Yandex has been interested in doing business in the US for over ten years. In 2009, the company opened Yandex Labs in Palo Alto, a 10-minute drive from Google’s headquarters. The company recruited nearly two dozen engineers to share the latest Silicon Valley trends with Moscow. according to wired

That interest expanded into autonomous vehicles after Yandex’s ride-hailing division, Yandex Taxi, acquired all of Uber’s operations in Russia in 2017. The two companies formed a joint venture, with several Uber executives joining Yandex’s board of directors. A year later, Yandex launched what it claimed to be “the world’s first robotic axis company” in Moscow. The company demonstrated a fully self-driving car at CES in Las Vegas in 2020 and then began testing self-driving cars in Ann Arbor. Later that year, it launched a robotic delivery pilot with Grubhub, with plans to potentially expand to 250 additional college campuses.

Those plans were turned upside down by the Russian invasion of Ukraine. Uber has removed its executives from Yandex’s board and, after the sale of its stake in Yandex started last August, that process accelerated after the invasion. Grubhub ended its partnership with Yandexjust as privacy-focused search engine DuckDuckGo

In Ann Arbor, Yandex’s small team was rocked by the invasion, the former employee said. Many of the workers are immigrants with family in Russia and friends in Ukraine. And despite the company’s efforts to become less dependent on Moscow, the AV division still relied on decisions made at Yandex headquarters.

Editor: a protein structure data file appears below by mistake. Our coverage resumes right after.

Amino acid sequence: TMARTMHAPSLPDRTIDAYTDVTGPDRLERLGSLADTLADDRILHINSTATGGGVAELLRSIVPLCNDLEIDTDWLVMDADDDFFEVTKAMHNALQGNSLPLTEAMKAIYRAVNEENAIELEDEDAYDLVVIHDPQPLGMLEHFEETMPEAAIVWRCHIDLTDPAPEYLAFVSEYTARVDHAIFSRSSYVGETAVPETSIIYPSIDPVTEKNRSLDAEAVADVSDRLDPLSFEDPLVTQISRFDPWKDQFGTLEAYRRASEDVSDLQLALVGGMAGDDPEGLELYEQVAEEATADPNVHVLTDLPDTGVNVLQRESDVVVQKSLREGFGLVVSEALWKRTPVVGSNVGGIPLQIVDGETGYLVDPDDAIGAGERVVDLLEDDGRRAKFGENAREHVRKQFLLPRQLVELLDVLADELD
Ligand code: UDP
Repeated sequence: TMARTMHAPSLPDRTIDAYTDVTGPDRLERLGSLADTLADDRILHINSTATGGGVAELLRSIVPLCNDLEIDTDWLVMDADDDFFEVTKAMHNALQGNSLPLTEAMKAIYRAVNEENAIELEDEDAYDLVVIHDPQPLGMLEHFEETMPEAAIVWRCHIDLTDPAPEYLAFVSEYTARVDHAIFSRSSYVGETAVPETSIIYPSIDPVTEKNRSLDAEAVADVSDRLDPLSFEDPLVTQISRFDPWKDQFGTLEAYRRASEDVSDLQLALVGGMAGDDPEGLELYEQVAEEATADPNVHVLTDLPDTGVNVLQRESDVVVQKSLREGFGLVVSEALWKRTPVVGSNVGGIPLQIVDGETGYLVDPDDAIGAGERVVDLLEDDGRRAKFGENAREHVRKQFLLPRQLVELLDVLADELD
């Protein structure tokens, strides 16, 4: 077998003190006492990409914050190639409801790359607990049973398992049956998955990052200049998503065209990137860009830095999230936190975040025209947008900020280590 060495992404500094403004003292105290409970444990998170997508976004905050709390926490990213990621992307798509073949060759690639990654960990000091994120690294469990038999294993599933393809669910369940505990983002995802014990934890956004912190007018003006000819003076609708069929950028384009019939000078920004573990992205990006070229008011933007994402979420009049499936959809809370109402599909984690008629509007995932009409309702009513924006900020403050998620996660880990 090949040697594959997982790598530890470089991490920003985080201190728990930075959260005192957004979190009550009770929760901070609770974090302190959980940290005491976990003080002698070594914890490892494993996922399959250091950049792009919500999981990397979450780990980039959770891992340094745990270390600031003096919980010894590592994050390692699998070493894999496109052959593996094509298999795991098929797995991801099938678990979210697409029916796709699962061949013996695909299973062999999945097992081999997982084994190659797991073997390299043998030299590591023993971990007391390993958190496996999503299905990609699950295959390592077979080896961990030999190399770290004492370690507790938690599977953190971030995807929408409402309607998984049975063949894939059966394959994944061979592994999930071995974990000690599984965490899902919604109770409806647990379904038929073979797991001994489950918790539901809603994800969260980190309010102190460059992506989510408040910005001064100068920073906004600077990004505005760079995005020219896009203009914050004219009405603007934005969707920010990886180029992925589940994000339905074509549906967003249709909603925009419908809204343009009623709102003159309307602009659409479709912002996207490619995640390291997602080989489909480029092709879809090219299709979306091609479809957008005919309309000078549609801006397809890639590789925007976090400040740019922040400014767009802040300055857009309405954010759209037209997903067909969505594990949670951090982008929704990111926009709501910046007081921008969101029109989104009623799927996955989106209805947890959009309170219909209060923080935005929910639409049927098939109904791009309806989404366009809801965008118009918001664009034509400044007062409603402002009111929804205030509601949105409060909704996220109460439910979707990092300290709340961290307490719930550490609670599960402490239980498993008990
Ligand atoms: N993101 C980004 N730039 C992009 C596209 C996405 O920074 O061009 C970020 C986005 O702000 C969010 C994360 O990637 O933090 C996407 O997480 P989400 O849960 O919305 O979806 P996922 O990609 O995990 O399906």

Initially, the message from Moscow was to sit quietly, according to the employee. “We were told that we have a certain amount of reserves specifically for international workers,” the employee said. “So you’ll be fine.”

Even Russia’s ban on SWIFT, the international payment system used by banks to send money around the world, seemed to be flouted. But then, on March 10, Yandex told the Ann Arbor team that they would be fired. The license plates were removed from the test vehicles and they were told that their insurance company had canceled their policy.

“If the governor hadn’t shut us down, I honestly believe they probably would have paid the bill for another month,” the employee said in an interview held before government agencies responded to Yandex’s claims.

After state regulators pointed out that Yandex still had valid vehicle licenses, the employee recalled that some colleagues had doubts about the claim that Governor Whitmer was indirectly responsible for the layoffs. A former Yandex employee said they reached out to a local Michigan legislator to confirm but were unable, according to a screenshot of a group chat shared with The edge

“As far as I can tell, my state legislator has not heard anything about the kind of governor revoking permits,” the employee said in the chat.

“Because it’s fake,” another replied. “But hey, whatever helps them sleep at night.”